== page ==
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Pragmatic Implication1

  • C. K. Grant (a1)


THE PURPOSE of this paper is to clarify some of the logical problems raised by certain uses of the word “imply”which, although very familiar in ordinary language, have not been adequately investigated by philosophers. There have been numerous references to this type of implication in recent philosophical writings. Some of these are listed below.2 However, there does not exist, to my knowledge, any account of this concept in its own right; this deficiency I hope to remedy, in part, in the following remarks.



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page 303 note 2 P. F. Strawson: “On Referring,”Mind, 1950. D. J. O'Connor: “Pragmatic Paradoxes,”Mind, 1948. Y. Bar–Hillel: “Analysis of ‘Correct’ Language,”Mind, 1946; “Indexical Expressions,”Mind, 1954. P. T. Geach: “Russell's Theory of Descriptions,”Analysis, 1950. N. Malcolm: “The Verification Argument,”in Philosophical Analysis, ed. Max Black. Max Black: “Saying and Disbelieving,”Analysis, 1952. Reprinted in Problems of Analysis. P. H. Nowell–Smith: Ethics, pp. 80–4.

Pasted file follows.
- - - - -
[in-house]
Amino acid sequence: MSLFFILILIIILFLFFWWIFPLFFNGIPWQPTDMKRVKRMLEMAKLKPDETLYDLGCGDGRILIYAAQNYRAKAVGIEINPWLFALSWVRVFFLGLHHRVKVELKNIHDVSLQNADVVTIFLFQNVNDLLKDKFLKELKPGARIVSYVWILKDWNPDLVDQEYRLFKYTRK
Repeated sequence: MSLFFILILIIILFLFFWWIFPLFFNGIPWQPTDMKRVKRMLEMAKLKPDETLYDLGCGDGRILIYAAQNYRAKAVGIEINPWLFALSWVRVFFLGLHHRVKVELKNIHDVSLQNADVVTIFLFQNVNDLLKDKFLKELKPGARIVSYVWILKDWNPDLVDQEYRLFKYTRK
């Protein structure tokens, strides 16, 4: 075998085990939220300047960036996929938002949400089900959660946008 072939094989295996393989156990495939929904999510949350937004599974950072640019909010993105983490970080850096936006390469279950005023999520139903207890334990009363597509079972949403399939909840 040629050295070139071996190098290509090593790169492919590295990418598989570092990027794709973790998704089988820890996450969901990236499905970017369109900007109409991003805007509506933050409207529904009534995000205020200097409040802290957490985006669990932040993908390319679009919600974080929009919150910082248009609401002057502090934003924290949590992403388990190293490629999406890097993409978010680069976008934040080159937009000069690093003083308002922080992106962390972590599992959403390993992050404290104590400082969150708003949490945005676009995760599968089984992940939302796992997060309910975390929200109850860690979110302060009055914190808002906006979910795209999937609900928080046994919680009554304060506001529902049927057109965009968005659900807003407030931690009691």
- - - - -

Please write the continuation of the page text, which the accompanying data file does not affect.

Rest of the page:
page 305 note 1 Cheshire and Fifoot: The Law of Contract, p. 97.

page 306 note 1 It is not always easy to draw this distinction. Hiccuping, sneezing, blushing, etc., are all generally involuntary and hence cannot be purposive; but some people are said to be able to blush at will. The criteria by means of which we decide whether any given blush is intentional are doubtless complex; however, the relevant point here is that once the distinction is made, we can ask of an intentional blush “What was the point of doing that?”a question that cannot be asked about an involuntary blush.

page 309 note 1 As Prof. J. L. Austin points out: “We don't talk with people (descriptively) except in the faith that they are trying to convey information. “Other Minds. Reprinted in Logic and Language (Second Series) p. 129.

page 311 note 1 “When I say ‘S is P’ I imply at least that I believe it.”J. L. Austin, loc. cit., p. 143.

page 311 note 1 For example Bar–Hillel says “ ‘if X is human and X says S, then X believes S' is (generally) highly confirmed.”

page 311 note 2 “Analysis of ‘Correct’ Language,”Mind, 1946 p. 337. This is like saying that in general people do not vote “Aye”unless they oppose the opponents of the resolution–as if occasionally a few people did! More of this later.

page 311 note 3 Cf. Burks and Copi: “Lewis Carroll's Barber Shop Paradox,”Mind, 1950, p. 220, and also: Burks: “The Logic of Causal Propositions,”Mind, 1951.

page 312 note 1 “On Referring”, Mind, 1950, p. 330.

page 312 note 2 “Analysis of ‘Correct’ Language,”Mind, 1946, p. 335

page 313 note 1 Moore, G. E.: Russell's Theory of Descriptions. The Philosophy of Bertrand Russell, Living Philosophers Library, pp. 303 ff., Moore's italics.

page 313 note 2 Cf. “On Referring”, pp. 325–6. But note that on p. 330 Strawson betrays some uneasiness about this; he there talks of a man who “seriously utters”a sentence.